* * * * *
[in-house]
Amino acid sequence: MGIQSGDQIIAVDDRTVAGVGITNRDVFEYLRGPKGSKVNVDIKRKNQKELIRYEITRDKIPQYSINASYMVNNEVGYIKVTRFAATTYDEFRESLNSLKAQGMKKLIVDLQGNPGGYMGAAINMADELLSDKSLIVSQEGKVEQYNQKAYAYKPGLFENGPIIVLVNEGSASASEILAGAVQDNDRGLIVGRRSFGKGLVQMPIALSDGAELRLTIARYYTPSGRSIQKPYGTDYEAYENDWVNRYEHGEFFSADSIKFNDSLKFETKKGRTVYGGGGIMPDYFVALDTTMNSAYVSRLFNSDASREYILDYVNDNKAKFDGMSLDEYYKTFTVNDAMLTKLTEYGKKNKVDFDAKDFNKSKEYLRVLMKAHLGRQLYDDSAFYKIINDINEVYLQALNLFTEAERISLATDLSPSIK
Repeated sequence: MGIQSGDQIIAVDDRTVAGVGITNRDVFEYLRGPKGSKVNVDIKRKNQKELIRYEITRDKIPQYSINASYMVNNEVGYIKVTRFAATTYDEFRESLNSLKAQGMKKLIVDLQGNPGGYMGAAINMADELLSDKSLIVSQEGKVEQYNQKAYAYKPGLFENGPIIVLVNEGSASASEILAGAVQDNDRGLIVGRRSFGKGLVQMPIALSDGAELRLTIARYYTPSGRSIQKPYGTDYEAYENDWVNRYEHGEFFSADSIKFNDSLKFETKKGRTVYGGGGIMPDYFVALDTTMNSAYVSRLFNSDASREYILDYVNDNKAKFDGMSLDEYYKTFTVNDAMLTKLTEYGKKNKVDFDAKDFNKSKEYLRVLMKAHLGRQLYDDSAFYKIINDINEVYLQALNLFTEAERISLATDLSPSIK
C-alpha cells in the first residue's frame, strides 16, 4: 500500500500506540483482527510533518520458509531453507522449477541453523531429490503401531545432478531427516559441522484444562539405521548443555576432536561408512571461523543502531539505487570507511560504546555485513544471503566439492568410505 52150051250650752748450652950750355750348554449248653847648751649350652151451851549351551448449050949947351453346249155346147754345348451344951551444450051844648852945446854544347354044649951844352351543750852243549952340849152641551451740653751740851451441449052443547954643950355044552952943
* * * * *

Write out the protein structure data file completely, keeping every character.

[in-house]
Amino acid sequence: MGIQSGDQIIAVDDRTVAGVGITNRDVFEYLRGPKGSKVNVDIKRKNQKELIRYEITRDKIPQYSINASYMVNNEVGYIKVTRFAATTYDEFRESLNSLKAQGMKKLIVDLQGNPGGYMGAAINMADELLSDKSLIVSQEGKVEQYNQKAYAYKPGLFENGPIIVLVNEGSASASEILAGAVQDNDRGLIVGRRSFGKGLVQMPIALSDGAELRLTIARYYTPSGRSIQKPYGTDYEAYENDWVNRYEHGEFFSADSIKFNDSLKFETKKGRTVYGGGGIMPDYFVALDTTMNSAYVSRLFNSDASREYILDYVNDNKAKFDGMSLDEYYKTFTVNDAMLTKLTEYGKKNKVDFDAKDFNKSKEYLRVLMKAHLGRQLYDDSAFYKIINDINEVYLQALNLFTEAERISLATDLSPSIK
Repeated sequence: MGIQSGDQIIAVDDRTVAGVGITNRDVFEYLRGPKGSKVNVDIKRKNQKELIRYEITRDKIPQYSINASYMVNNEVGYIKVTRFAATTYDEFRESLNSLKAQGMKKLIVDLQGNPGGYMGAAINMADELLSDKSLIVSQEGKVEQYNQKAYAYKPGLFENGPIIVLVNEGSASASEILAGAVQDNDRGLIVGRRSFGKGLVQMPIALSDGAELRLTIARYYTPSGRSIQKPYGTDYEAYENDWVNRYEHGEFFSADSIKFNDSLKFETKKGRTVYGGGGIMPDYFVALDTTMNSAYVSRLFNSDASREYILDYVNDNKAKFDGMSLDEYYKTFTVNDAMLTKLTEYGKKNKVDFDAKDFNKSKEYLRVLMKAHLGRQLYDDSAFYKIINDINEVYLQALNLFTEAERISLATDLSPSIK
C-alpha cells in the first residue's frame, strides 16, 4: 500500500500506540483482527510533518520458509531453507522449477541453523531429490503401531545432478531427516559441522484444562539405521548443555576432536561408512571461523543502531539505487570507511560504546555485513544471503566439492568410505 52150051250650752748450652950750355750348554449248653847648751649350652151451851549351551448449050949947351453346249155346147754345348451344951551444450051844648852945446854544347354044649951844352351543750852243549952340849152641551451740653751740851451441449052443547954643950355044552952943